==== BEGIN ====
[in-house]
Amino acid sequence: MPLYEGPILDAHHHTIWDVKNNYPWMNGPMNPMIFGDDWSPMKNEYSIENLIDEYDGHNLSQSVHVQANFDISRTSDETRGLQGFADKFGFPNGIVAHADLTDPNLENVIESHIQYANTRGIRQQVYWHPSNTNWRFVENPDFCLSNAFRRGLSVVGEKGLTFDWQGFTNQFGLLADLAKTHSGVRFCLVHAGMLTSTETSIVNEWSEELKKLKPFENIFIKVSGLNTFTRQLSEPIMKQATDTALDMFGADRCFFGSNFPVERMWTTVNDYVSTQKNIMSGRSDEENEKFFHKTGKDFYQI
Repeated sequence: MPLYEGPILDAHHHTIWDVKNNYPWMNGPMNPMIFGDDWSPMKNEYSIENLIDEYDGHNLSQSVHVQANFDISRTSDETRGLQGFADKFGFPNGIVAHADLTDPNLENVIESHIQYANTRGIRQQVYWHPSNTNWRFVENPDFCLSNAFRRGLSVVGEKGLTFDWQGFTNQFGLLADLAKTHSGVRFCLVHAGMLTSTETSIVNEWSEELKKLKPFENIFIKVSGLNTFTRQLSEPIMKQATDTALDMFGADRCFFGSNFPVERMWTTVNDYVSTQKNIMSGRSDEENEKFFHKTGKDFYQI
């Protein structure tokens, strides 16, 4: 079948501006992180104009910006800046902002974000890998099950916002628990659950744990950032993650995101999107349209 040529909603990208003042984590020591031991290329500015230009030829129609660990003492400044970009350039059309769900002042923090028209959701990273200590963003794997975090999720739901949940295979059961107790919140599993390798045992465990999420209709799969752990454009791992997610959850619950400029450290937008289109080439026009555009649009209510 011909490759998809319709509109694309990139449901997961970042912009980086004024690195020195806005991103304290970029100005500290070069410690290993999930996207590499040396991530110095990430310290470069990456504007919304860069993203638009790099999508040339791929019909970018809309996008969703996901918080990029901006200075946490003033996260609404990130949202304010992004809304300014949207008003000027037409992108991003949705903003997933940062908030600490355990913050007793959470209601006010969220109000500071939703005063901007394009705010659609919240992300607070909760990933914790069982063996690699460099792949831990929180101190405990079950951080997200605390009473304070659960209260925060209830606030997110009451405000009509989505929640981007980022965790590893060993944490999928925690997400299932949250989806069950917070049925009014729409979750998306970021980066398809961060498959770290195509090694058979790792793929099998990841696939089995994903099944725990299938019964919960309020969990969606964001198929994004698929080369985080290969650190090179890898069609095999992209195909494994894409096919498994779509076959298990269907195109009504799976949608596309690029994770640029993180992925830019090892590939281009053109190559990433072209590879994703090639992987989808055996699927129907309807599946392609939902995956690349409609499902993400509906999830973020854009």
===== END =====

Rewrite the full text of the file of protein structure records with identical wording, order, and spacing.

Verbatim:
[in-house]
Amino acid sequence: MPLYEGPILDAHHHTIWDVKNNYPWMNGPMNPMIFGDDWSPMKNEYSIENLIDEYDGHNLSQSVHVQANFDISRTSDETRGLQGFADKFGFPNGIVAHADLTDPNLENVIESHIQYANTRGIRQQVYWHPSNTNWRFVENPDFCLSNAFRRGLSVVGEKGLTFDWQGFTNQFGLLADLAKTHSGVRFCLVHAGMLTSTETSIVNEWSEELKKLKPFENIFIKVSGLNTFTRQLSEPIMKQATDTALDMFGADRCFFGSNFPVERMWTTVNDYVSTQKNIMSGRSDEENEKFFHKTGKDFYQI
Repeated sequence: MPLYEGPILDAHHHTIWDVKNNYPWMNGPMNPMIFGDDWSPMKNEYSIENLIDEYDGHNLSQSVHVQANFDISRTSDETRGLQGFADKFGFPNGIVAHADLTDPNLENVIESHIQYANTRGIRQQVYWHPSNTNWRFVENPDFCLSNAFRRGLSVVGEKGLTFDWQGFTNQFGLLADLAKTHSGVRFCLVHAGMLTSTETSIVNEWSEELKKLKPFENIFIKVSGLNTFTRQLSEPIMKQATDTALDMFGADRCFFGSNFPVERMWTTVNDYVSTQKNIMSGRSDEENEKFFHKTGKDFYQI
């Protein structure tokens, strides 16, 4: 079948501006992180104009910006800046902002974000890998099950916002628990659950744990950032993650995101999107349209 040529909603990208003042984590020591031991290329500015230009030829129609660990003492400044970009350039059309769900002042923090028209959701990273200590963003794997975090999720739901949940295979059961107790919140599993390798045992465990999420209709799969752990454009791992997610959850619950400029450290937008289109080439026009555009649009209510 011909490759998809319709509109694309990139449901997961970042912009980086004024690195020195806005991103304290970029100005500290070069410690290993999930996207590499040396991530110095990430310290470069990456504007919304860069993203638009790099999508040339791929019909970018809309996008969703996901918080990029901006200075946490003033996260609404990130949202304010992004809304300014949207008003000027037409992108991003949705903003997933940062908030600490355990913050007793959470209601006010969220109000500071939703005063901007394009705010659609919240992300607070909760990933914790069982063996690699460099792949831990929180101190405990079950951080997200605390009473304070659960209260925060209830606030997110009451405000009509989505929640981007980022965790590893060993944490999928925690997400299932949250989806069950917070049925009014729409979750998306970021980066398809961060498959770290195509090694058979790792793929099998990841696939089995994903099944725990299938019964919960309020969990969606964001198929994004698929080369985080290969650190090179890898069609095999992209195909494994894409096919498994779509076959298990269907195109009504799976949608596309690029994770640029993180992925830019090892590939281009053109190559990433072209590879994703090639992987989808055996699927129907309807599946392609939902995956690349409609499902993400509906999830973020854009």